by Dash Shaw
(Fantagraphics Books, $39.99)
I find Dash Shaw’s work to be strangely invigorating. I admit I had some reservations when I first saw the daunting heft of his Bottomless Belly Button, with its absurdly extended passage of a man running and profusely sweating, drawn in a style so crunchy that it makes Gary Panter look slick. The idea that all we cartoonists must now draw books that are at least three inches thick and that take several years of deprivation to accomplish thanks to the efforts of obviously dedicated workhorses such as Shaw and Craig Thompson was not a pretty one. But I was eventually to resign myself to this new order.
The next work of Shaw’s that I saw was the short story “Look Forward, First Son of Terra Two” from MOME #10 (reprinted in Shaw’s Fantagraphics collection The Unclothed Man in the 35th Century). Here Shaw displays an inventive narrative sensibility in a tale of a man whose life runs backward, that also shows the artist to have an innovative approach to color. This is also displayed by the neo-psychedelic explosion that underlies the craggy drawings of his graphic novel Body World, which must be read sideways, approximating the scroll of the strip’s initial webcomic appearance. At this point, for some reason the visceral energy of his drawings and his brutal inking began to remind me of very early Jack Kirby and the generally aggressive attack on convention seen in his coloring of the experiments of Jim Steranko.
Color is the point of most immediate impact on the viewer and it remains one of the great unexplored territories of the comics medium. Apart from the careful consideration given to coloring that is seen in the greats of newspaper comic strips such as Hal Foster and Milton Caniff, most artists in comic books have been content to leave it to others and only a few auteur artists have made significant strides in this regard, for examples: George Roussos, Harvey Kurtzman (working closely with Marie Severin), the aforementioned Steranko, Neal Adams and Richard Corben. Moebius’ early blue-lined color stories in Metal Hurlant made a profound impact on many artists including myself, but he soon thereafter ceased to color his own comics, with the result that I became much less interested in his works.
Among his young contemporaries, Shaw is one of the most comprehensive auteurs in that color seems to always be integral to what he is doing. He has had some experience in animation and the traditional technical aspects of that form, for instance the standard use of transparencies for cels, seem to have informed his approach to color. A drawing done or reproduced on acetate can be laid over any other image and there are many precedents in fine art for montage and the layering of images. In the present volume under consideration, a layered and often jarringly discontinuous color is perhaps the book’s most distinguishing quality. The color only rarely registers with the drawings and more often fights it entirely, yet it makes for some fairly magnificent moments and overall propels the narrative to provide a bizarrely exhilarating read.
In a way similar to the effect of the art in Shaw’s recent 3 Stories floppy comic, the book utilizes an “adventure comics” type of non-grid layout and is drawn in a more “realistic” style than his previous, more cartoony efforts. However, in New School Shaw has inked all of the art with a thick marker (a “Sharpie” according to the review on The Comics Journal site and I concur), in a deliberately crude and nearly generic way that seems to be almost a parody of the idea of the “holding lines” of comics, that were developed to be as thick as they were for the purpose of containing the badly registered color of mass-produced newsprint. I say “parody” because under the drawings, the at times overly dark color actively obscures the art, or it vibrates with seemingly randomized, painterly or sometimes photographic images that are mis-registered with and most frequently have no apparent connection to the drawings and pages they are part of. But still, the reader’s eye continually seeks to find a rationale for the way the color is interacting with the line. This color/line business really is somewhat of a mindfuck, but in the end, it works surprisingly well and amplifies a sensation of adolescent confusion.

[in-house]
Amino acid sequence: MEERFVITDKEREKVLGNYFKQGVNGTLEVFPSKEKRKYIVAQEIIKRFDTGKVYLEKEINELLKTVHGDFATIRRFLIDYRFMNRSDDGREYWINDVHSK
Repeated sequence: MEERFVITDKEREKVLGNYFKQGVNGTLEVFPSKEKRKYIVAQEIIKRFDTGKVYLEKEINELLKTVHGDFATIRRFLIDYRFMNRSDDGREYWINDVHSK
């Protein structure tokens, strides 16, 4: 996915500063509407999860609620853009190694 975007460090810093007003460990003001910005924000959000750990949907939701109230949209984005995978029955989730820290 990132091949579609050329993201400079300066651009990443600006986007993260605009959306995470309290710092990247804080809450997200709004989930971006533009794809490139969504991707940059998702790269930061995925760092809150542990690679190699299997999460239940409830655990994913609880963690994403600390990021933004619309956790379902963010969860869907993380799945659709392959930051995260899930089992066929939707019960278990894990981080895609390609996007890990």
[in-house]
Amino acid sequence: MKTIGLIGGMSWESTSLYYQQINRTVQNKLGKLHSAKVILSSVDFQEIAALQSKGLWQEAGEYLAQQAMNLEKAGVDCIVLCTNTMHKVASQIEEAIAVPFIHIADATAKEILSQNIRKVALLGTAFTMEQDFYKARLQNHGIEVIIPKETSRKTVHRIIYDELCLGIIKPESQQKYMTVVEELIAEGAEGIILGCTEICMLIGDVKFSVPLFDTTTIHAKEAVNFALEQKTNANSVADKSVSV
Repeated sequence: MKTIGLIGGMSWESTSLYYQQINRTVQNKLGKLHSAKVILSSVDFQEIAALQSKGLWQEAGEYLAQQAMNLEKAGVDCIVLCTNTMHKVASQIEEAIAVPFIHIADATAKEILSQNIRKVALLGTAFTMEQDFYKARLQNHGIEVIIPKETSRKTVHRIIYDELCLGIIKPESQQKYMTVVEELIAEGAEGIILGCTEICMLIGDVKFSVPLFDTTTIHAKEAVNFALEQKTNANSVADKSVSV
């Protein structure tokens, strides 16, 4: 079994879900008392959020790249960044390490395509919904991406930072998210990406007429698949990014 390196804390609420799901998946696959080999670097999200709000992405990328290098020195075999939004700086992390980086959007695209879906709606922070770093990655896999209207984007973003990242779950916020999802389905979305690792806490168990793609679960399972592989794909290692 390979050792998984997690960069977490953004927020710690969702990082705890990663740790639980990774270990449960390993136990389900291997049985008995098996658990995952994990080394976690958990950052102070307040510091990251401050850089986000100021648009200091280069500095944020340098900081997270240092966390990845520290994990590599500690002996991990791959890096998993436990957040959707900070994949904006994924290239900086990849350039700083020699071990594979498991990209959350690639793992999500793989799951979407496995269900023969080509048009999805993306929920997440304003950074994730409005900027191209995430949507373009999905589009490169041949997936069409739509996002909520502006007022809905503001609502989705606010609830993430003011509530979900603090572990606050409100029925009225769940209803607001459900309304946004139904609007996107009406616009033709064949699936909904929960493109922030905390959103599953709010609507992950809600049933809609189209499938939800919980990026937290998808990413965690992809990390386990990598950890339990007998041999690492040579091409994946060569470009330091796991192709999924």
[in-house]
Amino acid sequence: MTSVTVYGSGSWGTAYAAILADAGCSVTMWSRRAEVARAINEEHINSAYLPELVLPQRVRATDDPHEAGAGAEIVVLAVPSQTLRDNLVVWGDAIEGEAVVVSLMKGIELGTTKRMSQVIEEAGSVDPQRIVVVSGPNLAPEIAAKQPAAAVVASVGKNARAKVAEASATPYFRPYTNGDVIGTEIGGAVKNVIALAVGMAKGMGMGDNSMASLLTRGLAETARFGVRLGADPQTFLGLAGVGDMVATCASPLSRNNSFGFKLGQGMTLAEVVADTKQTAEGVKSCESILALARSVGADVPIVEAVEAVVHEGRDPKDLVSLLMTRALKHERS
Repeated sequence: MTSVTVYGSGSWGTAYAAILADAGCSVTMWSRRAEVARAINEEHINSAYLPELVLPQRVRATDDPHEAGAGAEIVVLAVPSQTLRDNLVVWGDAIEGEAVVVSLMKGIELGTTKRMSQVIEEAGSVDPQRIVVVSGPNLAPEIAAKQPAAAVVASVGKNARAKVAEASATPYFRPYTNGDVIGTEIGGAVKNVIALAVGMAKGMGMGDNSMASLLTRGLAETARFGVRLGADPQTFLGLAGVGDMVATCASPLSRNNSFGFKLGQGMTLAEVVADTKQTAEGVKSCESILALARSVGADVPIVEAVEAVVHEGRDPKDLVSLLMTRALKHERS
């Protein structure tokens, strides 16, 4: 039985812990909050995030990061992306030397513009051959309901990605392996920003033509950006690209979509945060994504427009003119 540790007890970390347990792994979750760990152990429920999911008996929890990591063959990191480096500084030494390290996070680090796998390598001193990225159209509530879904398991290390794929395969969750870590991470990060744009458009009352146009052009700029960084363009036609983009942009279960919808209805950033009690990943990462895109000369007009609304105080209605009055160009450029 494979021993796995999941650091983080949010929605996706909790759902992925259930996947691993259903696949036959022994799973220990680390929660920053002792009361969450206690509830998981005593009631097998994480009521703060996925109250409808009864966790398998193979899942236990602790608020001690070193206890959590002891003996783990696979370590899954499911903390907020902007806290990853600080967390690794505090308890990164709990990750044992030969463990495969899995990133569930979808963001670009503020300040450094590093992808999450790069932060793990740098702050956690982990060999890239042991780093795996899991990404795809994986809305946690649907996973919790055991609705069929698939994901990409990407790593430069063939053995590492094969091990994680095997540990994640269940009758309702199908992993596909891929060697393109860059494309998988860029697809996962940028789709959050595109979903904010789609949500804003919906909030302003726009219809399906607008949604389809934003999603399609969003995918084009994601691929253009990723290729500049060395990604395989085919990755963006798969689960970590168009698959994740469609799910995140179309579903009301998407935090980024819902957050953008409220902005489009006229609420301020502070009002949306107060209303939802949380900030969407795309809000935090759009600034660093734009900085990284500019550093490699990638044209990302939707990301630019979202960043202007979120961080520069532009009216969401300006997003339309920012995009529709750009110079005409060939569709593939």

Besides its color dynamics, New School nicely buttresses a recurring theme of education that is seen in many of Shaw’s works; from the relationship of mentor to usurping student in his short story “Galactic Funnels” to the degenerate teacher protagonist of Body World to the tweedy detective who belatedly returns to school in “Object Lesson,” my favorite piece from 3 Stories. New School depicts an American student who seeks to be reconciled with his estranged brother, who has travelled to a foreign school to teach English to students of his own age group, a situation that it is said Shaw himself was in as a teenager on a small Japanese island and which he has mutated for his purposes here. The school is near an in-construction theme park, which features such tasteless attractions as recreations of Kennedy’s death at Dealey Plaza and the bloody games of the Roman Coliseum. In some of the book’s most impressive moments, expansive locations like the theme park allow Shaw to indulge in series of Frank Milleresque spreads that afford some widescreen scale to the proceedings. The artist’s deadpan humor is further displayed by the overblown dialogue that permeates the story, which reflects an enervated state of naïve youth, overly sensitive, anxiety-ridden, alienated and far from home—even when they ARE at home.
[James Romberger is a cartoonist and fine artist best known for the graphic novel 7 Miles A Second (Fantagraphics) and the Eisner-nominated Post York (Uncivilized Books). His pastel drawings are in many public and private collections, including the Metropolitan Museum of Art.]